I am not sure if the build category is the right place to post this, or if I should post it on GitHub or here. Apologies if this is the wrong place. I am using psi4 1.1add49b9 on a Linux Redhat system, and have installed psi4 within a conda environment. I have two different issues I wanted to ask about:

I get a segmentation fault for the following input:

import psi4
import numpy as np

molecule h_lat {
A = 2.0000 #atom x y z #left top
H -A A 0.000 #middle top
H 0.000 A 0.000 #right top
H A A 0.000 #left middle
H -A 0.000 0.000 #origin
H 0.000 0.000 0.000 #right middle
H A 0.000 0.000 #left bottom
H -A -A 0.000 #middle bottom
H 0.000 -A 0.000 #right bottom #H A -A 0.000
symmetry c1
}

Why does this happen? I know the geometry is unusual, but the segmentation fault occurs for a variety of values of A.

Given any input molecule, when I specify symmetry in the molecule geometry, scf_wfn.H() returns the actual Hamiltonian. But when I don’t specify the symmetry, I get the memory location of the Hamiltonian.

Wavefunctions with symmetry cannot be represented by a single numpy array. So when using the NumPy casting technology nothing happens due its default pass through. Please see the Irrep section here: http://www.psicode.org/psi4manual/master/numpy.html

I have posted the geometry for both issues. Is there some other geometry you want that I’m missing?

So for wfns with symmetry, I should create numpy matrix/vector objects first, and then pass them to psi4 and then run scf on them? Am I understanding this correctly? Is this also why in the instances I don’t get a segmentation error, I’m getting a divide-by-zero error originating from vecutil.py?

For 1) what does Psi4 show as the XYZ? Im not at a computer at the moment to try this myself.

For 2) what you should do is write scf_wfn.H().to_array() to get back out the H matrix with irreps (a list of NumPy arrays). Which operations are you doing when you get seg faults?

Here is the psi4 geometry, sorry for the delay in sending this:

Molecular point group: c1
Full point group: Cs
Geometry (in Angstrom), charge = 0, multiplicity = 1:
Center X Y Z Mass
------------ ----------------- ----------------- ----------------- -----------------
H 0.000000000000 2.474873734153 0.000000000000 1.007825032070
H -1.414213562373 1.060660171780 0.000000000000 1.007825032070
H 0.000000000000 -0.353553390593 0.000000000000 1.007825032070
H 0.000000000000 1.060660171780 0.000000000000 1.007825032070
H 0.000000000000 -0.353553390593 0.000000000000 1.007825032070
H 0.000000000000 -1.767766952966 0.000000000000 1.007825032070
H 0.000000000000 -0.353553390593 0.000000000000 1.007825032070
H 1.414213562373 -1.767766952966 0.000000000000 1.007825032070
Running in c1 symmetry.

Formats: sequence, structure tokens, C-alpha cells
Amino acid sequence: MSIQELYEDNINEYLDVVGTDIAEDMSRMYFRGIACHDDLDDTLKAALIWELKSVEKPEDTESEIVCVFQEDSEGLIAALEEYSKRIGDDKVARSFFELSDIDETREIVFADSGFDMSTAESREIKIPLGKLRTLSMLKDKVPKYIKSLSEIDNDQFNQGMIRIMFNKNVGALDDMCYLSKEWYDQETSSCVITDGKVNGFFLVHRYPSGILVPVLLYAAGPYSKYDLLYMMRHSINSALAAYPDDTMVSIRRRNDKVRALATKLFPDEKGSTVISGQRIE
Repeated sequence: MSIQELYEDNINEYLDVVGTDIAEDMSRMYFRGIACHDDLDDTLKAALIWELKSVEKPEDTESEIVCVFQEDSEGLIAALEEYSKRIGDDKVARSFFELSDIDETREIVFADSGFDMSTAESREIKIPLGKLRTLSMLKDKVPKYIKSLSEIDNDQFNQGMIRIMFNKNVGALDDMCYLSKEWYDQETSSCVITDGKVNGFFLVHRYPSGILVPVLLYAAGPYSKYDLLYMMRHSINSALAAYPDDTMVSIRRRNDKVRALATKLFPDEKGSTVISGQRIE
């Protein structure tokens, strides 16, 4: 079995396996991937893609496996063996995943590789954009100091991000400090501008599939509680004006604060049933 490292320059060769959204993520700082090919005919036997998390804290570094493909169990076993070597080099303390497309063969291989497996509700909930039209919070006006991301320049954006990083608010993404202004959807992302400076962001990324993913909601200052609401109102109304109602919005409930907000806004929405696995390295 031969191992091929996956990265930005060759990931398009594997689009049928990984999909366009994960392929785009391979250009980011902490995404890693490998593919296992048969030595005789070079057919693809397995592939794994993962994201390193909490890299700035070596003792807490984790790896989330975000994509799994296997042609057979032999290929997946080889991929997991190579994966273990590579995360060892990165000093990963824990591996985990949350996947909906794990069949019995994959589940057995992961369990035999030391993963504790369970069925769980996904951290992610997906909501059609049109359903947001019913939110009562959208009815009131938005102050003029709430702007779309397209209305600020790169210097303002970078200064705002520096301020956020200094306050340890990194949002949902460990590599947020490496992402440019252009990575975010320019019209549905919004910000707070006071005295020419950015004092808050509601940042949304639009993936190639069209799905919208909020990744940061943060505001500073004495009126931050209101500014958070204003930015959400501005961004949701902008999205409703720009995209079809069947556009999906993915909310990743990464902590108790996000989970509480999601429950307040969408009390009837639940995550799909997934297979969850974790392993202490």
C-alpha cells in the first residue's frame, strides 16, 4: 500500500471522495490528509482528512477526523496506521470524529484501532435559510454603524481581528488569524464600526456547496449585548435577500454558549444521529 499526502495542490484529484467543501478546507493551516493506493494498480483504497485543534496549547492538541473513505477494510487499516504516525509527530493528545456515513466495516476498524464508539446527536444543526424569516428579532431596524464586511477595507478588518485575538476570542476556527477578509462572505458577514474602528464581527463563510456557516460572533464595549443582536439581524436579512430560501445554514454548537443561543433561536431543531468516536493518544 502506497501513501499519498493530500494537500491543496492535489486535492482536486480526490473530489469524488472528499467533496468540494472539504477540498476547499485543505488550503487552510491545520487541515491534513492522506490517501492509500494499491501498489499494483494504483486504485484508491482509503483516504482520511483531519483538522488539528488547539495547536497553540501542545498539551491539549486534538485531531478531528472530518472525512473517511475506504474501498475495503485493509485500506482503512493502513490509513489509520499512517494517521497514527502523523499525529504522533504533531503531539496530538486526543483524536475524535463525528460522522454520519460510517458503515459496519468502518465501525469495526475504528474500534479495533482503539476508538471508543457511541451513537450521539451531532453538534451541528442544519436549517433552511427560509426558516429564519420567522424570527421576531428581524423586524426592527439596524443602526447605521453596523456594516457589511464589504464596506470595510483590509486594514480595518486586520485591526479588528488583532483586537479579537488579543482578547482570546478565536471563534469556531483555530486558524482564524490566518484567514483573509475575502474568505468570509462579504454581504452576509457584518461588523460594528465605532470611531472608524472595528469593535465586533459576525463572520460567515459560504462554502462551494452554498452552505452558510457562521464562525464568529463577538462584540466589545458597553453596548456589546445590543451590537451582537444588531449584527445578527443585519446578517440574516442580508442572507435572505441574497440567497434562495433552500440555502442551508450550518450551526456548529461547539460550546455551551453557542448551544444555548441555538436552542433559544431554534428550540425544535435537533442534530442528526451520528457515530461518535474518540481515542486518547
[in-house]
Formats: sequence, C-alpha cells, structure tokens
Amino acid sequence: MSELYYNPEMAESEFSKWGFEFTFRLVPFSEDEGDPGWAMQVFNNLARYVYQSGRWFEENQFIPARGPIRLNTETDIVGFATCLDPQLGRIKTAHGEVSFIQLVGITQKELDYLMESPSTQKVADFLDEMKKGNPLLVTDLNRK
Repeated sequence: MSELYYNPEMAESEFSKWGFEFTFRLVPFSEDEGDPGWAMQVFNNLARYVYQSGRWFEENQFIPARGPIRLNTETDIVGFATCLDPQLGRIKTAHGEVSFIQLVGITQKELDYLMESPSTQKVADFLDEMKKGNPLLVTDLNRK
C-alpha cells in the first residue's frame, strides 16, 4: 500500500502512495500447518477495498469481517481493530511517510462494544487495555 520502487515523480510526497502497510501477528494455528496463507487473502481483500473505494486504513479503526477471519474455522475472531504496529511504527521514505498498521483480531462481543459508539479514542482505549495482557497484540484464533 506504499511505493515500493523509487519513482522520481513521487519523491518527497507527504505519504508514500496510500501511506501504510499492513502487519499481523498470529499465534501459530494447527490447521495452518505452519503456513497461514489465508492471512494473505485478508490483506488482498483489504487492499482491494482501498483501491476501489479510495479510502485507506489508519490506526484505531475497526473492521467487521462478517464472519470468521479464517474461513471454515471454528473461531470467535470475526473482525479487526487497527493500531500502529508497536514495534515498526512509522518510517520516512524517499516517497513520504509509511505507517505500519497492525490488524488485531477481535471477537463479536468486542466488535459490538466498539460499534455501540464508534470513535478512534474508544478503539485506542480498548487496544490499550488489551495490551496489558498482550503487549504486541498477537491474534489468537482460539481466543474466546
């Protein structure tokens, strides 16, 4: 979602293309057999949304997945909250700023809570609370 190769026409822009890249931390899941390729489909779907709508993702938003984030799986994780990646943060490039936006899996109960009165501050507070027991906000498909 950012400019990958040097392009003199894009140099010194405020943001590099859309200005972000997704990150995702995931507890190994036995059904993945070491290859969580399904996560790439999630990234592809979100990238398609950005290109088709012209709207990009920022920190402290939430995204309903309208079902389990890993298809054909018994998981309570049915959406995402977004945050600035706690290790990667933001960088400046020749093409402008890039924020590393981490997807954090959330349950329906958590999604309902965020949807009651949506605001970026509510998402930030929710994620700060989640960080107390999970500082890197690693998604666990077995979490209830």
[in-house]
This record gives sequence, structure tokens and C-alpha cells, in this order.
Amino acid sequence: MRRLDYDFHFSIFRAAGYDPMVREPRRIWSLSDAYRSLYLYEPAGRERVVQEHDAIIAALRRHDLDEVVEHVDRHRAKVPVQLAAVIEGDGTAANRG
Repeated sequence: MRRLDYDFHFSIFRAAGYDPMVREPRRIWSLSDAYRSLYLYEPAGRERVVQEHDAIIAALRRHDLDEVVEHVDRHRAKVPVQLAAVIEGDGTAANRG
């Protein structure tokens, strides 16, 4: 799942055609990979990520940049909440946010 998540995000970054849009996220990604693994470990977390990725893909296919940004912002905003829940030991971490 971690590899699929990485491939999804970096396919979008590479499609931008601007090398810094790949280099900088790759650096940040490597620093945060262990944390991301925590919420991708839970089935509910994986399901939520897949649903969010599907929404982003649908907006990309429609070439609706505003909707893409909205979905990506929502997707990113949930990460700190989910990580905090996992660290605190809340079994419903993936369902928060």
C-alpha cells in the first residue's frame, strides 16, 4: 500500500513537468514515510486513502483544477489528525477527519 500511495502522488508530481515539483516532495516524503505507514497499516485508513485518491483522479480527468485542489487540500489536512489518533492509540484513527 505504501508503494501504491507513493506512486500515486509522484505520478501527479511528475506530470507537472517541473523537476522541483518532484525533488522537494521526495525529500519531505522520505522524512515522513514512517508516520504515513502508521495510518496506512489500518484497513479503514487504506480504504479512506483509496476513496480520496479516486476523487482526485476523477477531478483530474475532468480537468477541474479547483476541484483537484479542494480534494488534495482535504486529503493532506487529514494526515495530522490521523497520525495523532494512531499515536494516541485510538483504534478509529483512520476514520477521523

The segmentation fault occurs for energy(‘scf’) with a few different reference/basis set/scf_type options.

Are your atoms 3, 5, 7 at the same point in space? I’m surprised that molecule got through.

Small consolation, but it looks like my new mol parser fares better:

units Angstrom
0 1
--
0 1
H -A A 2.474873734153
H 1.414213562373 A 1.060660171780
H A A -0.353553390593
H -A 0.000000000000 1.060660171780
H 0.000000000000 0.000000000000 -0.353553390593
H A 0.000000000000 -1.767766952966
H -A -A -0.353553390593
H -1.414213562373 -A -1.767766952966
A = -0.0000000000
Molecular point group: c1
Full point group: C2v
Geometry (in Angstrom), charge = 0, multiplicity = 1:
Center X Y Z
------------ ----------------- ----------------- -----------------
H 0.000000000000 0.000000000000 2.474873734153
H 1.414213562373 0.000000000000 1.060660171780
H 2.828427124746 0.000000000000 -0.353553390593
H -1.414213562373 0.000000000000 1.060660171780
H 0.000000000000 0.000000000000 -0.353553390593
H 1.414213562373 0.000000000000 -1.767766952966
H -2.828427124746 0.000000000000 -0.353553390593
H -1.414213562373 0.000000000000 -1.767766952966

So given that in my initial input geometry atoms 3, 5, and 7 don’t have the same coordinates (given that A != 0), why does the molecule parser make them the same? And how can I fix this?

Also, just in general, I am curious to know how the geometry is parsed. Is the user-input geometry not used as given?

It gets parsed here. But given that I just removed that fn from the dev psi a couple days ago, I wouldn’t examine it too closely.

Whether geom is used as given depends on Cartesian (yes; subject to com/orientation) vs. ZMat/variables (gets complicated). As a stopgap, feed psi non-variable Cartesians. Sorry about that, but I’m not inclined to debug code that’s soon to be gone. Certainly you’re in the right and psi is in the wrong molecule-parsing-wise.